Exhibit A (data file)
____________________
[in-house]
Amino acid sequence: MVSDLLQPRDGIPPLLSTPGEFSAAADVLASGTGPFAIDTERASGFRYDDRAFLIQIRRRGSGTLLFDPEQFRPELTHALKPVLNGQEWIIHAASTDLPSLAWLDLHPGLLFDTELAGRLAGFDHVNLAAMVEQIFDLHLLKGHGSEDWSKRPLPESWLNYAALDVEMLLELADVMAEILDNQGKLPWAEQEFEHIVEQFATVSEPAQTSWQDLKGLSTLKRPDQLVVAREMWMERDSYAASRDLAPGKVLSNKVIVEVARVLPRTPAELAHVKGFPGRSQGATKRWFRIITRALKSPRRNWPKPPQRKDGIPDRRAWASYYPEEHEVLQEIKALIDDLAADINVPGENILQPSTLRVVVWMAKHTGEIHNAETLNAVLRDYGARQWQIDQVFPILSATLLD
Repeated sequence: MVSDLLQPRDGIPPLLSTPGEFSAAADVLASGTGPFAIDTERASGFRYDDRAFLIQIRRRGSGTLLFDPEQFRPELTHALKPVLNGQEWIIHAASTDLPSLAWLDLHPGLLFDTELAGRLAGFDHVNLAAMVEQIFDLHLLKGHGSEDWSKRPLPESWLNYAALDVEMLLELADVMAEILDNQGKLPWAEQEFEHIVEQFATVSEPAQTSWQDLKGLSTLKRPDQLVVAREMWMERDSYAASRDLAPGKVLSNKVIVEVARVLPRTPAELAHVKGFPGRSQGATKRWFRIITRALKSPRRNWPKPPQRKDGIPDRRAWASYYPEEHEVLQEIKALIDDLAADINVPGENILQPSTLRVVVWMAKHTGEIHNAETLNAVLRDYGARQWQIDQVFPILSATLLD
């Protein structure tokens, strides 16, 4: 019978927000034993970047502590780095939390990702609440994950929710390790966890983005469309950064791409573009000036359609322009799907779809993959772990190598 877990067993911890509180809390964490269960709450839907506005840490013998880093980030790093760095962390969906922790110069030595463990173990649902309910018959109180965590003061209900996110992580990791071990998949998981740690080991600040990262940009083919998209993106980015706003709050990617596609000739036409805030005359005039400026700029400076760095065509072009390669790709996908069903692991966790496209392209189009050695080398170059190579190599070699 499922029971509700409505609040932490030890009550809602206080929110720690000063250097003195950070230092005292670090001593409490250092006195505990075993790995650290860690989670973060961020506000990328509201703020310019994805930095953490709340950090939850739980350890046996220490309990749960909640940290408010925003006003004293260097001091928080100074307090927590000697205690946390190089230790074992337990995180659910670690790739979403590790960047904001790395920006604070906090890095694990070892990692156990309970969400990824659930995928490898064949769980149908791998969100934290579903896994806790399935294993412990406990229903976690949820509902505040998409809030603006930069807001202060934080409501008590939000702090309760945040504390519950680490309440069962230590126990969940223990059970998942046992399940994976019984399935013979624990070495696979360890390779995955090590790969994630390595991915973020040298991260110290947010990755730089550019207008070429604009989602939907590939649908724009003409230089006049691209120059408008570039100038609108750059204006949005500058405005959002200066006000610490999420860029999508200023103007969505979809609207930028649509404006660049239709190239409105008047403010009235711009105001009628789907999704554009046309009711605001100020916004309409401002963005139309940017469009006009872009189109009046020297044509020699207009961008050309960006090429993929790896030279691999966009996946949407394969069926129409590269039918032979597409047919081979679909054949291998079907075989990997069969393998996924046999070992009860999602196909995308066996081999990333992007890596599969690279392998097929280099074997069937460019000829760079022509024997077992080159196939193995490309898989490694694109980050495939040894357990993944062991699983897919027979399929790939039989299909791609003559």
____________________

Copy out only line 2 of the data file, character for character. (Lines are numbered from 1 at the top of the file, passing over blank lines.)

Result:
Amino acid sequence: MVSDLLQPRDGIPPLLSTPGEFSAAADVLASGTGPFAIDTERASGFRYDDRAFLIQIRRRGSGTLLFDPEQFRPELTHALKPVLNGQEWIIHAASTDLPSLAWLDLHPGLLFDTELAGRLAGFDHVNLAAMVEQIFDLHLLKGHGSEDWSKRPLPESWLNYAALDVEMLLELADVMAEILDNQGKLPWAEQEFEHIVEQFATVSEPAQTSWQDLKGLSTLKRPDQLVVAREMWMERDSYAASRDLAPGKVLSNKVIVEVARVLPRTPAELAHVKGFPGRSQGATKRWFRIITRALKSPRRNWPKPPQRKDGIPDRRAWASYYPEEHEVLQEIKALIDDLAADINVPGENILQPSTLRVVVWMAKHTGEIHNAETLNAVLRDYGARQWQIDQVFPILSATLLD